What is a Data Catalog and Why You (Definitely) Need it?
Turning enterprise data into a competitive advantage requires business users to quickly locate, understand, and adequately utilize data. If key decision-makers across departments can’t trust the data, if they can’t understand it, and if they can’t find it, then they can’t leverage data to optimize their business, and the company’s approach to data management is all wrong. What is needed is a data catalog.
Data is only valuable to organizations if their data management approach empowers all data users to find and understand it in order to transform it into information, into meaningful business insights and improved outcomes. However, more often than not, IT is the only line of business equipped to manage and prepare data for large scale analysis. As a result, business users are left perplexed by IT’s technical languages and tools.
IT typically doesn’t understand data from a business standpoint because they are focused on solving technical problems. IT may also be responsible for implementing the quality assurance and regulatory compliance strategies of the company or monitoring the technical hops a piece of data takes through a data supply chain.
On the other hand, business users often lack the technical expertise to translate IT jargon into a business benefit. Instead, organizations need to better understand their data and how it connects to the organization’s business goals, objectives, and strategies. To help businesses support finding, understanding, and maintaining data, businesses need a catalog that organizes metadata into defined, relevant, and searchable business assets for both business users and IT.
A catalog is imperative to business users and can be thought of as a catalog of information and knowledge about an organization’s data and processes. Processes that are used not only to produce the data, but also to manage and consume it. It synthesizes all the technical details around an organization’s data assets across multiple data dictionaries and arranges the information into a simple, easy to understand format.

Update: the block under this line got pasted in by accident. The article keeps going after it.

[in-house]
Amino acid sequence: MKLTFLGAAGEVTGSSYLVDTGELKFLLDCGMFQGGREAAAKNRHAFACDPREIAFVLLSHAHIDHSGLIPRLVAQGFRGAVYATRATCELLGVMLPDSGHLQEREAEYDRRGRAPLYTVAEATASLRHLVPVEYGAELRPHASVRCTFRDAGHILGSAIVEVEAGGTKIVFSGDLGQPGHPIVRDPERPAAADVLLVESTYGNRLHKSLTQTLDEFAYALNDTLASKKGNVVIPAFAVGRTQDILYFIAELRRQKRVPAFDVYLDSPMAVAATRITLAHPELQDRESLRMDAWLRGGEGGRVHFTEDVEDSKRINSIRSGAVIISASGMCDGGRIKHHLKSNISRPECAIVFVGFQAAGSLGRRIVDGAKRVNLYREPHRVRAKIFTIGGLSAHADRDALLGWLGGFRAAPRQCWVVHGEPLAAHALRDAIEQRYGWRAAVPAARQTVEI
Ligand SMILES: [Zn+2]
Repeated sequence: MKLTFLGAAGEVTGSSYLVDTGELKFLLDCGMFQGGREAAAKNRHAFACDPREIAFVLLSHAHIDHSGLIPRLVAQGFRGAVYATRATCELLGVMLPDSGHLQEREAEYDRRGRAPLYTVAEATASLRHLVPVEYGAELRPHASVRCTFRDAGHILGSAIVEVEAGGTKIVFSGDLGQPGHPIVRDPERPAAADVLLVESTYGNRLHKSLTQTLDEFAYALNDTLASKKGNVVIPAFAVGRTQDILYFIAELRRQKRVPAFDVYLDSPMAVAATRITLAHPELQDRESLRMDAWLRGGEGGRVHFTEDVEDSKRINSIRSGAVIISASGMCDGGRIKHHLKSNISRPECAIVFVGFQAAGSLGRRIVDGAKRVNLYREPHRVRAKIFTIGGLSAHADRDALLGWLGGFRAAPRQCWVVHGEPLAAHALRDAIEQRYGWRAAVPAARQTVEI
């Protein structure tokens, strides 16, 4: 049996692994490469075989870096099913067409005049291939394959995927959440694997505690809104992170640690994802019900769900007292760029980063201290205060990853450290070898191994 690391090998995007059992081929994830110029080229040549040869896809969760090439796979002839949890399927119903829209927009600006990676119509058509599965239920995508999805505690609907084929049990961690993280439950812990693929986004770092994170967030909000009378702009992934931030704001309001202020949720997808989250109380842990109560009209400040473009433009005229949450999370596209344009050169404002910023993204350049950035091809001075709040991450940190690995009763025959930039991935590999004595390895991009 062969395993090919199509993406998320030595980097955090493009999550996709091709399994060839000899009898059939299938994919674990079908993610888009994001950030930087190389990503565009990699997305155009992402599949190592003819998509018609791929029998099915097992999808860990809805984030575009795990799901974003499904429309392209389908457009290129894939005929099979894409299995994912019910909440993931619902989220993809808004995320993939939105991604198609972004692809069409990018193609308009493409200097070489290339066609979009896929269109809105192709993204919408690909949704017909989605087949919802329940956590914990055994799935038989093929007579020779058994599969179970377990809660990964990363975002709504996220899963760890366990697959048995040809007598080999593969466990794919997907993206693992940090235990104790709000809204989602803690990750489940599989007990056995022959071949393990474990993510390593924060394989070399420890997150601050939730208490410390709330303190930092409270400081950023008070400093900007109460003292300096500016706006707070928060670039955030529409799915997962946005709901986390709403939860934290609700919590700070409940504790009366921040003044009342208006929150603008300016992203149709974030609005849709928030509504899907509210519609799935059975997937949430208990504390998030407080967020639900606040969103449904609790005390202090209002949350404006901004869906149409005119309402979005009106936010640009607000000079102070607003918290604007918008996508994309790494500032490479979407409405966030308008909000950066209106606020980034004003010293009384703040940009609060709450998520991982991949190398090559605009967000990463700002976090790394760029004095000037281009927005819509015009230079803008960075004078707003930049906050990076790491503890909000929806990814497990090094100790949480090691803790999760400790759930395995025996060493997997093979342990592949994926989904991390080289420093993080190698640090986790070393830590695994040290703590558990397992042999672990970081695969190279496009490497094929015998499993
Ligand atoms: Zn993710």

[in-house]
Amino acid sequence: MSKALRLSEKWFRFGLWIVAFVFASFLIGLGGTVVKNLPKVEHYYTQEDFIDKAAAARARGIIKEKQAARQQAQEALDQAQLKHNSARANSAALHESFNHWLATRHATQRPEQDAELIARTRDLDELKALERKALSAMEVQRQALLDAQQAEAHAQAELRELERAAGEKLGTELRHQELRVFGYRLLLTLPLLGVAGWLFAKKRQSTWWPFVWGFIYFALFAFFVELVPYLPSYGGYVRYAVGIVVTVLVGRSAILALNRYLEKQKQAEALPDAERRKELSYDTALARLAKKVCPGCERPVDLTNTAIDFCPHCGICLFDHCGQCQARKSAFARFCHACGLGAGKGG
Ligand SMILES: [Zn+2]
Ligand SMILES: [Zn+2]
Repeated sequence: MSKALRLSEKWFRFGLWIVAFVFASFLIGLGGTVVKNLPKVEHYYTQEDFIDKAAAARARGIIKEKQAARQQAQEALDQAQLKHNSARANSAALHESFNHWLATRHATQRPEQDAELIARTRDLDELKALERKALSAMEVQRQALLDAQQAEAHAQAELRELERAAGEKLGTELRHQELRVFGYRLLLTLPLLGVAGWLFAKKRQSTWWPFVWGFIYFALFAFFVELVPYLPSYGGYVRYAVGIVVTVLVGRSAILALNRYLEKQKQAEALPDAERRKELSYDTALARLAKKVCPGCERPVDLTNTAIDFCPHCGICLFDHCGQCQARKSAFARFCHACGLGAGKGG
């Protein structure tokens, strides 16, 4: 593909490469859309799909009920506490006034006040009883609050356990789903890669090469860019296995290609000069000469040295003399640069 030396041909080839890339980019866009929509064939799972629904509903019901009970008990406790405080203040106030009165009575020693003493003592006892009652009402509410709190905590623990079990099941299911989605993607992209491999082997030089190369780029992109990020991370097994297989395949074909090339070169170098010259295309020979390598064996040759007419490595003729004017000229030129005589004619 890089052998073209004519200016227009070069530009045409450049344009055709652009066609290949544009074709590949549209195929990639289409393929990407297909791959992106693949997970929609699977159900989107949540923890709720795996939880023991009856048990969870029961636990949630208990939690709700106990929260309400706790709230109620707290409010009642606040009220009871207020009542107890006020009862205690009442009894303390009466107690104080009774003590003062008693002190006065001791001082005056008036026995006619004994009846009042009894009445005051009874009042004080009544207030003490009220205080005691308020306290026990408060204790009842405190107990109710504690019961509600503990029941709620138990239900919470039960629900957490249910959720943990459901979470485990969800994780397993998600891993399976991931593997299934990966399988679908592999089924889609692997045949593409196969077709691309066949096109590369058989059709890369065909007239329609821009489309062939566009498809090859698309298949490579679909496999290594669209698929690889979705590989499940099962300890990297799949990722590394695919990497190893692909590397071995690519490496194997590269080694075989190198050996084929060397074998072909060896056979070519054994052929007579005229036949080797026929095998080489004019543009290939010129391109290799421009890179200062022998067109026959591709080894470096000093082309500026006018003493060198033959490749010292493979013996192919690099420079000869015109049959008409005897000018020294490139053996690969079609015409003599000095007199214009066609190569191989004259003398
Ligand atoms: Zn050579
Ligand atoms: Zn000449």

A catalog helps data users identify and understand data sets available to them. It provides transparency into metadata, including data definitions, synonyms, key business attributes, and how and where it can be used. For the catalog to enable users to understand and utilize their data as an asset, it must deliver business-ready data. Catalogs also enable cross-departmental collaboration by identifying data owners, stewards, and subject matter experts, so business users know where to go when they have pressing data questions.
A catalog also documents data lineage , enabling business users to understand their data’s origins and where it travels over time without needing or having to understand the underlying technical complexity. From origination and throughout the entire data supply chain, business lineage provides business users with a clear understanding of the flow and dependencies of their data. It also identifies crucial business process relationships, provides data quality scores and metrics, communicates data access methods, and discloses usage restrictions.